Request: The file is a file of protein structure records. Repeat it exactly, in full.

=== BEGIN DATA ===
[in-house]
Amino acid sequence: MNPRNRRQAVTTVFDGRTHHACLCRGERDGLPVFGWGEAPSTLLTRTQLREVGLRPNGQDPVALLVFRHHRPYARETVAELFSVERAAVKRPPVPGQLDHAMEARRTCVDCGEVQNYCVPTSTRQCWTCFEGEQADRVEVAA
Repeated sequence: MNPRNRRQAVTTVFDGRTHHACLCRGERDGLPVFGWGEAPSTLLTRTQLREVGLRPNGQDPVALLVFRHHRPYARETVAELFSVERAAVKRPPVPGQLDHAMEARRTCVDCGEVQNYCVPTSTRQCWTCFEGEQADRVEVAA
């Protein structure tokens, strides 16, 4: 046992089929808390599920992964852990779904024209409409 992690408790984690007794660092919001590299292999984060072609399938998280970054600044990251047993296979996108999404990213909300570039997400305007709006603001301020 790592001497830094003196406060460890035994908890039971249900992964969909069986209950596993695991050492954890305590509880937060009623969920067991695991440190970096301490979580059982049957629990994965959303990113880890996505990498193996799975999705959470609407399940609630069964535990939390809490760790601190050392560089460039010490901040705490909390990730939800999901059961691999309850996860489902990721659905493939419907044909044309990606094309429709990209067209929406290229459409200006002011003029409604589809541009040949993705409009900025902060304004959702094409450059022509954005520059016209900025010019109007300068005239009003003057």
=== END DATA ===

[in-house]
Amino acid sequence: MNPRNRRQAVTTVFDGRTHHACLCRGERDGLPVFGWGEAPSTLLTRTQLREVGLRPNGQDPVALLVFRHHRPYARETVAELFSVERAAVKRPPVPGQLDHAMEARRTCVDCGEVQNYCVPTSTRQCWTCFEGEQADRVEVAA
Repeated sequence: MNPRNRRQAVTTVFDGRTHHACLCRGERDGLPVFGWGEAPSTLLTRTQLREVGLRPNGQDPVALLVFRHHRPYARETVAELFSVERAAVKRPPVPGQLDHAMEARRTCVDCGEVQNYCVPTSTRQCWTCFEGEQADRVEVAA
């Protein structure tokens, strides 16, 4: 046992089929808390599920992964852990779904024209409409 992690408790984690007794660092919001590299292999984060072609399938998280970054600044990251047993296979996108999404990213909300570039997400305007709006603001301020 790592001497830094003196406060460890035994908890039971249900992964969909069986209950596993695991050492954890305590509880937060009623969920067991695991440190970096301490979580059982049957629990994965959303990113880890996505990498193996799975999705959470609407399940609630069964535990939390809490760790601190050392560089460039010490901040705490909390990730939800999901059961691999309850996860489902990721659905493939419907044909044309990606094309429709990209067209929406290229459409200006002011003029409604589809541009040949993705409009900025902060304004959702094409450059022509954005520059016209900025010019109007300068005239009003003057």